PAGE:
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FDA Approval of Obesity Drug Could Bring Institute Millions



Richard J. Wurtman

By A. Arif Husain
Associate News Editor

In a decision last night that could bring five to eight million dollars in royalties to the Institute, a Food and Drug Administration advisory committee approved the national use of an MIT-patented drug for the treatment of obesity.

Sales of the drug, dexfenfluramine, are expected to reach $600 million annually, said Professor of Neuroscience Richard J. Wurtman, who was involved in its early development.

"This is the first time any drug has been approved for the long term treatment of obesity," Wurtman said. The drug can be administered for a year or longer, and no side effects have been observed.

The drug acts by increasing levels of a brain chemical called serotonin, which is involved in appetite control. By raising serotonin levels, researchers found that people reduce their carbohydrate intake and subsequently lose weight.

Wurtman's wife Judith, a research scientist in the Department of Brain and Cognitive Sciences, laid the scientific groundwork for the discovery in the late 1970s by observing that many obese people suffer from a condition known as carbohydrate craving, which is characterized by an abnormally high carbohydrate intake. Research showed that the consumption of carbohydrates raises serotonin levels, leading to the idea that dexfenfluramine, which produces a similar effect, could be used as a potential treatment.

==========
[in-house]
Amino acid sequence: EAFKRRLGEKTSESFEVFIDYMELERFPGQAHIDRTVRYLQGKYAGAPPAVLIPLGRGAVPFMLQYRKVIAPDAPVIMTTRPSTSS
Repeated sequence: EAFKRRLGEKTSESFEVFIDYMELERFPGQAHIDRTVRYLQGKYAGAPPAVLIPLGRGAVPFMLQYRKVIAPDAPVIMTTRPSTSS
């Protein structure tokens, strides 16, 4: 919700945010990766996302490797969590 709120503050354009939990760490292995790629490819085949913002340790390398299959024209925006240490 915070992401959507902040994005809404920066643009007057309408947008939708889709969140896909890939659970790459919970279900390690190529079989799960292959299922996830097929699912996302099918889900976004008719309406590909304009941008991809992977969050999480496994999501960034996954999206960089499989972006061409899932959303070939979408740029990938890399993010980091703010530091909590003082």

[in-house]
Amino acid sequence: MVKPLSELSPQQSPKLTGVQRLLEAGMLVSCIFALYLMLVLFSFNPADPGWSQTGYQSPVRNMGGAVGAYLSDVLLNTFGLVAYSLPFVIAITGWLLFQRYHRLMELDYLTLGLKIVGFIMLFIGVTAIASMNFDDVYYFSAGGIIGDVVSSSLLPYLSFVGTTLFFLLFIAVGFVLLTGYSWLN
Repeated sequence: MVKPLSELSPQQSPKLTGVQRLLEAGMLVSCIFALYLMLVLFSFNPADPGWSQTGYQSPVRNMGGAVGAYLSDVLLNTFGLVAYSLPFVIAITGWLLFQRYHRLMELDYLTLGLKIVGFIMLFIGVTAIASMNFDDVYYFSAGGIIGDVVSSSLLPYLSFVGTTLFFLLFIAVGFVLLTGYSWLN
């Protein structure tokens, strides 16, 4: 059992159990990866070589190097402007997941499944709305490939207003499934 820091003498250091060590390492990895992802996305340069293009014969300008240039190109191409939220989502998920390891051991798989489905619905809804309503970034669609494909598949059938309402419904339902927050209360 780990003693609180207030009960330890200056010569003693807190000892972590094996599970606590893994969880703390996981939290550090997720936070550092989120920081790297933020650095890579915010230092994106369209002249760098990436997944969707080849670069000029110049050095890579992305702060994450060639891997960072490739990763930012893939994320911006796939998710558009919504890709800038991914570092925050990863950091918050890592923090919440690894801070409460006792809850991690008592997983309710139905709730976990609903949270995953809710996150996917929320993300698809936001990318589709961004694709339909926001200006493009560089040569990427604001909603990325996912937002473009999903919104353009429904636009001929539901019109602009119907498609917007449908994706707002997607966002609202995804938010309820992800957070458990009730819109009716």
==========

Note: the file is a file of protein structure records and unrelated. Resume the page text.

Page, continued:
The chemical compound of dexfenfluramine was discovered about 40 years ago, but the work that led to its use as a treatment for obesity "was all done at MIT," Wurtman said.

The FDA's approval of the drug yesterday is an acknowledgement that obesity is a serious disease which requires treatment, Wurtman said. "There are a lot of people who need a drug for it -- the same way there are a lot of people with high blood pressure who need a drug for that," he said.

"This drug could have as much of an impact on obesity and the diseases obesity causes like diabetes, as the high blood pressure drugs have had on strokes," Wurtman said.

Dexfenfluramine has been in use in 65 other countries for many years. Over 12 million people having taken it for obesity treatment. The French company Sevier, which has been marketing it, does not have a branch in the United States, so Wurtman founded the company Interneuron Pharmaceuticals in 1988.

The company operates without any of its own research or manufacturing facilities. Instead, it outsources contracts to other companies and laboratories.

With yesterday's FDA approval, production of the drug will be licensed to the pharmaceutical-giant Wyeth Laboratories, which does 12 billion dollars in annual sales worldwide, Wurtman said. Negotiations must now begin to resolve labeling and marketing issues, but the drug could be available to consumers in as early as three to six months.

The advisory board's majority vote followed an unsettled decision at a first failed meeting several weeks ago.

"I am very, very happy about [the approval]. I think it will have a major impact on public health in America," Wurtman said.